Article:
I don't typically read too much horror, but episode 22 of this webtoon was pretty good (it's a collection of horror one shots). I find this comic especially cool because it showcases how webtoons...

            I don't typically read too much horror, but episode 22 of this webtoon was pretty good (it's a collection of horror one shots). I find this comic especially cool because it showcases how webtoons can be more interactive than more traditional mediums. For example, it includes music, and some other features that make it a more immersive experience than typical manga.

      3. [4]
        NaraVara
        Link Parent
        I literally just follow a couple via RSS. They’re just webcomics through a specific publisher.

        I literally just follow a couple via RSS. They’re just webcomics through a specific publisher.

        1 vote
        1. [3]
          mrbig
          Link Parent
          The fact that the layouts are mobile friend makes all the difference to me, though.

          The fact that the layouts are mobile friend makes all the difference to me, though.

          1. [2]
            NaraVara
            Link Parent
            The webtoons website's layout is mobile friendly. Edit: And seems to vary based on the type of comic. One of them, which is very dialogue heavy, it breaks it out into a slide-show when on mobile....

            The webtoons website's layout is mobile friendly. Edit: And seems to vary based on the type of comic. One of them, which is very dialogue heavy, it breaks it out into a slide-show when on mobile. In another, where they play around a lot with breaking between panels, it adjusts to your phone's aspect ratio and makes it scrollable.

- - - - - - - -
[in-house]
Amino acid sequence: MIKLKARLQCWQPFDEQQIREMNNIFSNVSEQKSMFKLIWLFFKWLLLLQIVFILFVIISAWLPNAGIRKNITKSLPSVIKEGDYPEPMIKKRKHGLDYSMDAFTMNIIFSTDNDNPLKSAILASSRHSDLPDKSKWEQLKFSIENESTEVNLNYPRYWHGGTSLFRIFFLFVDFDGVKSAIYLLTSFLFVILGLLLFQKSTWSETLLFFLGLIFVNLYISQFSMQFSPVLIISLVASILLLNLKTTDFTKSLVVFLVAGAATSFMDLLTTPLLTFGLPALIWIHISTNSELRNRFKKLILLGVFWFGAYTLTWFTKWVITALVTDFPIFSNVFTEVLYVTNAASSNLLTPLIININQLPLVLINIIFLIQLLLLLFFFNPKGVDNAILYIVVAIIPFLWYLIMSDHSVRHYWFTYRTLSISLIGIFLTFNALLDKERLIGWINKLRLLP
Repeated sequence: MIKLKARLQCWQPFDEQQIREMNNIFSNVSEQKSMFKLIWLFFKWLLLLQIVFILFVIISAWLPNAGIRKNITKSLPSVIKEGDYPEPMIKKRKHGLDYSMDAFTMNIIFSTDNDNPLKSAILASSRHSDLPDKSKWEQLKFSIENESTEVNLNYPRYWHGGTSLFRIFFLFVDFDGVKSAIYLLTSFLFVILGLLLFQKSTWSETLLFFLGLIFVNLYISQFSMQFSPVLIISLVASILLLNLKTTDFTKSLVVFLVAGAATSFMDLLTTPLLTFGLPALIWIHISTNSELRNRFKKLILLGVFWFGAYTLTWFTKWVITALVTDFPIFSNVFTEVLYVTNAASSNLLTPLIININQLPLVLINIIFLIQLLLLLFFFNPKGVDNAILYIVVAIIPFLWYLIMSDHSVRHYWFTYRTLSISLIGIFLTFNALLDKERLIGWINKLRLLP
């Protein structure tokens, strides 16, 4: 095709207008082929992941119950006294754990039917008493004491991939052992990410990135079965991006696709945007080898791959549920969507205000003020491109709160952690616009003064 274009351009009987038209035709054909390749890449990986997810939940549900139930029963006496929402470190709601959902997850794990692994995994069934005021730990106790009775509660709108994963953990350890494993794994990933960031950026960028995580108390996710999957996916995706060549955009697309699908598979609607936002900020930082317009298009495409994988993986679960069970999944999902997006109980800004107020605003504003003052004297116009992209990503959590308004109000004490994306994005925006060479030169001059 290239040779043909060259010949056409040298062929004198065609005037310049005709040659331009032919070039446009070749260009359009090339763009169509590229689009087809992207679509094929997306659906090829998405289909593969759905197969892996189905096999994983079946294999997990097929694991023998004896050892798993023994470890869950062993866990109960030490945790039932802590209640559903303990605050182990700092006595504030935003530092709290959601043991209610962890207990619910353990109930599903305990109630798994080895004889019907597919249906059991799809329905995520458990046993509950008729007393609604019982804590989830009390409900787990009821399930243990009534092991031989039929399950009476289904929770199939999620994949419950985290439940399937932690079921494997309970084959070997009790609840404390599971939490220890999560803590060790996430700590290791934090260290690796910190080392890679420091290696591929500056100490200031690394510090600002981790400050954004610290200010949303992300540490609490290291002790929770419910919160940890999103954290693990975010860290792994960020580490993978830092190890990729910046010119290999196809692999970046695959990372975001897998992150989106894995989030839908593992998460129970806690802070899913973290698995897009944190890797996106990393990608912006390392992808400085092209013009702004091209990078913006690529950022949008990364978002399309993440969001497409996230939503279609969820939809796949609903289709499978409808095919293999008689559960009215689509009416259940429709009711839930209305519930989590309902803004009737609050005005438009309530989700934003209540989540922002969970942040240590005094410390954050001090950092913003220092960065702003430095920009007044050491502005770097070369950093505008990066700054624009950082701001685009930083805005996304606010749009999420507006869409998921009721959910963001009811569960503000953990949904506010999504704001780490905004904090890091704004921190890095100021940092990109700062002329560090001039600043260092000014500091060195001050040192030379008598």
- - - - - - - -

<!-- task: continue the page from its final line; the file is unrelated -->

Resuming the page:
1 vote
  2. vaddi
    Link
    I think South Korea as a whole is taking Japan's place in many areas, not just manga. At least it is the impression I get from a western point of view. Electronics was Japan's domain in the 90's...

    I think South Korea as a whole is taking Japan's place in many areas, not just manga. At least it is the impression I get from a western point of view.
    Electronics was Japan's domain in the 90's and early 2000's. Now LG and Samsung are almost always preferred over Sony for example (at least for the causal consumer). Netflix has a lot of Korean shows. K-pop is having a boom in the west as well. The other day there was a thread here about a Japanese company that used to make the best chalk in the world but went bankrupt, as a result a Korean company bought their formulas and kept producing it.
    I think it is safe to say that Korea is the new Japan. It feels that Japan is kinda stuck in 2000 and is failing to keep up with the rest, which is funny because some years ago they are ahead of the rest.
    They still are the world's 3rd biggest economy, but they feel weakened to me.

    2 votes